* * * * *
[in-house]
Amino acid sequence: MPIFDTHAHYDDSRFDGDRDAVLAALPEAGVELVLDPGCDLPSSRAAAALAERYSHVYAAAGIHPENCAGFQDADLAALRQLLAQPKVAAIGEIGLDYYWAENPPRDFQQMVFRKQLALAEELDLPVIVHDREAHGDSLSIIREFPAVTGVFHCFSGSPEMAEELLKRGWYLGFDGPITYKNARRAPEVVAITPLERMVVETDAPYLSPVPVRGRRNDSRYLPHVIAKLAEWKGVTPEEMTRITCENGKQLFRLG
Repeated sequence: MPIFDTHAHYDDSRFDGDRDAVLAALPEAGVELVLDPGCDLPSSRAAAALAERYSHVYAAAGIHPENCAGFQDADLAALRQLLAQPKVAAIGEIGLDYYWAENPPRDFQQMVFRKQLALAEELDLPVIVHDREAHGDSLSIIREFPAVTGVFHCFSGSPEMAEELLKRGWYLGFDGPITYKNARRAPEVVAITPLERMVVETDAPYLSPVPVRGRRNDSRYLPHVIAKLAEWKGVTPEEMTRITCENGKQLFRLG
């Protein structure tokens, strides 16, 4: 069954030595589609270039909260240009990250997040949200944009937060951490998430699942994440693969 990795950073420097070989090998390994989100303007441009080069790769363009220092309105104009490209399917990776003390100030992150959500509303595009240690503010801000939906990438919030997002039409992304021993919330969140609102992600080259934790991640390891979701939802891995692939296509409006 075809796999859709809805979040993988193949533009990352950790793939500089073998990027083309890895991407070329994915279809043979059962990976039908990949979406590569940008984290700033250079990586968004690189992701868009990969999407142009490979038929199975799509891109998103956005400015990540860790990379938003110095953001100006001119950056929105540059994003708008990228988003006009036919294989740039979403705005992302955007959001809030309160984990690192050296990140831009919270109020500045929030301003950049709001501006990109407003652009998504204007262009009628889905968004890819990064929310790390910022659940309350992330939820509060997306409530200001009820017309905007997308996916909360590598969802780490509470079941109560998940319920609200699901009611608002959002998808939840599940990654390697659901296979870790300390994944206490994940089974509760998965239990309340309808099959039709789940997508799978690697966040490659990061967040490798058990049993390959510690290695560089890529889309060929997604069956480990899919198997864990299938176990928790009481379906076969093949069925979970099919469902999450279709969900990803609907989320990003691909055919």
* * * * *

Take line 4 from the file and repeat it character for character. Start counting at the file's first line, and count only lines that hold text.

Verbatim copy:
């Protein structure tokens, strides 16, 4: 069954030595589609270039909260240009990250997040949200944009937060951490998430699942994440693969 990795950073420097070989090998390994989100303007441009080069790769363009220092309105104009490209399917990776003390100030992150959500509303595009240690503010801000939906990438919030997002039409992304021993919330969140609102992600080259934790991640390891979701939802891995692939296509409006 075809796999859709809805979040993988193949533009990352950790793939500089073998990027083309890895991407070329994915279809043979059962990976039908990949979406590569940008984290700033250079990586968004690189992701868009990969999407142009490979038929199975799509891109998103956005400015990540860790990379938003110095953001100006001119950056929105540059994003708008990228988003006009036919294989740039979403705005992302955007959001809030309160984990690192050296990140831009919270109020500045929030301003950049709001501006990109407003652009998504204007262009009628889905968004890819990064929310790390910022659940309350992330939820509060997306409530200001009820017309905007997308996916909360590598969802780490509470079941109560998940319920609200699901009611608002959002998808939840599940990654390697659901296979870790300390994944206490994940089974509760998965239990309340309808099959039709789940997508799978690697966040490659990061967040490798058990049993390959510690290695560089890529889309060929997604069956480990899919198997864990299938176990928790009481379906076969093949069925979970099919469902999450279709969900990803609907989320990003691909055919």